Antoni Gaudi’s masterpiece in Barcelona, the Sagrada Familia Basilica, will soon be finished.
Let me elaborate on that though. It will be finished, but not very soon. If you’re looking forward to schedule your Barcelona trip to see its full grandeur, you may have to wait for another ten years. The construction is entering the final phase, and it’s scheduled to be completed in 2026.
Considering that it’s been more than a century since the construction have started, it’ll be a wonderful feat to be in this generation to see when it is completed. The administration said that it’s currently in schedule for Antoni Gaudi’s centennial death anniversary on 2026. According the records, the first stone for La Sagrada Familia was started way back in 1882. Unknown to most, Antoni Gaudi wasn’t the first architect. He started working on the huge basilica a year after the construction began and it’s been his life’s work, until he died in 1926.
Europe’s Tallest Religious Building
Once the basilica is finished, it will have six new towers. The central spire, called Tower of Jesus Christ, will stand as the tallest religious tower in the continent, rising at 172.5 meters.
The current architect of the entire project is Jordi Fauli, who have been working on it since 2012. In over a decade ago, the inner part of the basilica had no roof. Now, they revealed a new inner chamber with a small amphitheatre with stained glass windows and arch ceilings that look so surreal with light.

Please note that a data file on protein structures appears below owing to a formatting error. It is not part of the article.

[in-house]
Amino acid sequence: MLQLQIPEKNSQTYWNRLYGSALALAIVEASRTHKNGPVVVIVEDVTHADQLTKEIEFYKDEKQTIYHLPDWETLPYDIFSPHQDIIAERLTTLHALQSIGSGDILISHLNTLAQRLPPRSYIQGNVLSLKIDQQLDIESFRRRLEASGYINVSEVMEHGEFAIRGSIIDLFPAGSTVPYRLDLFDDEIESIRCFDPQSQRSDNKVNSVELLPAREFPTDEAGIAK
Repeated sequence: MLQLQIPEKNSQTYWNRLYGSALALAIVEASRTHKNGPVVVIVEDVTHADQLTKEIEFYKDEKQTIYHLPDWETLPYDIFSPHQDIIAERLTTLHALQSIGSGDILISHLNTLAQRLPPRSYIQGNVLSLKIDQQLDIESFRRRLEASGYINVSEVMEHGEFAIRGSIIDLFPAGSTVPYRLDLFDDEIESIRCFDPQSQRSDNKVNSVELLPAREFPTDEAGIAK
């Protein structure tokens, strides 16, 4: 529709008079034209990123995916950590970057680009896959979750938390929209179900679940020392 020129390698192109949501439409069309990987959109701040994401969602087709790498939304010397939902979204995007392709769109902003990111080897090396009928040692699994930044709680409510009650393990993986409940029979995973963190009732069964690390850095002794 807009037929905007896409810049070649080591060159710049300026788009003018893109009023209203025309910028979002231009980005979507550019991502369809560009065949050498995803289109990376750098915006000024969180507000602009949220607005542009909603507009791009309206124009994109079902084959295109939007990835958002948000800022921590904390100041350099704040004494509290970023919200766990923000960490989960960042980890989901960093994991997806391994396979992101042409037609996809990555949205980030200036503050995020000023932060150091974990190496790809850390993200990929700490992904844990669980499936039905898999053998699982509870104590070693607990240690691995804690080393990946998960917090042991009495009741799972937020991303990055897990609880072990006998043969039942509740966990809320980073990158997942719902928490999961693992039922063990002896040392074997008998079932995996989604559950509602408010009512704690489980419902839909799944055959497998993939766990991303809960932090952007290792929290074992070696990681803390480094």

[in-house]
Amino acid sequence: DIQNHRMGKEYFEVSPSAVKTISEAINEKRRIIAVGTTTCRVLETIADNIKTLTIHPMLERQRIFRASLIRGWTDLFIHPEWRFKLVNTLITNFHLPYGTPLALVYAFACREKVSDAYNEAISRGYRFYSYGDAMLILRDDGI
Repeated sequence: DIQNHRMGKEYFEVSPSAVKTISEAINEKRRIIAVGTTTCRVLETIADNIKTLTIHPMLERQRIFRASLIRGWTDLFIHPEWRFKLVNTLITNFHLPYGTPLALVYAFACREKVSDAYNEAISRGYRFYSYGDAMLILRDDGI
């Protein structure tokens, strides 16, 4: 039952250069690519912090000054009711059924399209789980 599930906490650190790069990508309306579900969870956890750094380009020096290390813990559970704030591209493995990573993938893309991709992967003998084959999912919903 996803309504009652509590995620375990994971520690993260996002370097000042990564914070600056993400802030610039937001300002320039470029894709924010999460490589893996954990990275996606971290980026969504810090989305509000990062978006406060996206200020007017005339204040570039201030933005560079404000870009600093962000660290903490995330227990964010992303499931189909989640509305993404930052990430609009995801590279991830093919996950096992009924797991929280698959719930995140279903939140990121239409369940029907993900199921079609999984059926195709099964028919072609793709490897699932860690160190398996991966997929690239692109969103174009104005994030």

Walking towards it in Barcelona, it’s not hard to miss this impressive structure. The nativity façade and spires makes it look like someone made a huge sand castle from afar. But with a closer look, it reveals astounding details in the form of art and complex sculptures. Many say that it’s part late Gothic with mix of art nouveau.
It was never intended to be a cathedral, because Gaudi’s design deviated from traditional church architecture. There even used to be a school there, now it’s an exhibition gallery. However the whole structure was known before as a cathedral, until Pope Benedict XVI declared it as a basilica in 2010. It has several chapels and one of them is the home of Antoni Gaudi’s tomb.
The spires have sculptures of angels, and traditional symbols of saints. There are three facades on the church; nativity, passion and glory facades. Each one has its own unique set of scultures depicting the theme. For instance, the nativity facades has all sorts of symbols of life and nature. There are sculptures of or turtles at the bottom of the columns, and ornate scenes of people all over.
Currently La Sagrada Basilica is around 70% complete. Even in its unfinished stage, this basilica is one of the most magnificent structures in Spain and in the world. It’s a major UNESCO heritage and tourist site with over 3.2 million visitors in 2014. With that amount of people, the entrance fees are used to fund the rest of the construction and maintenance.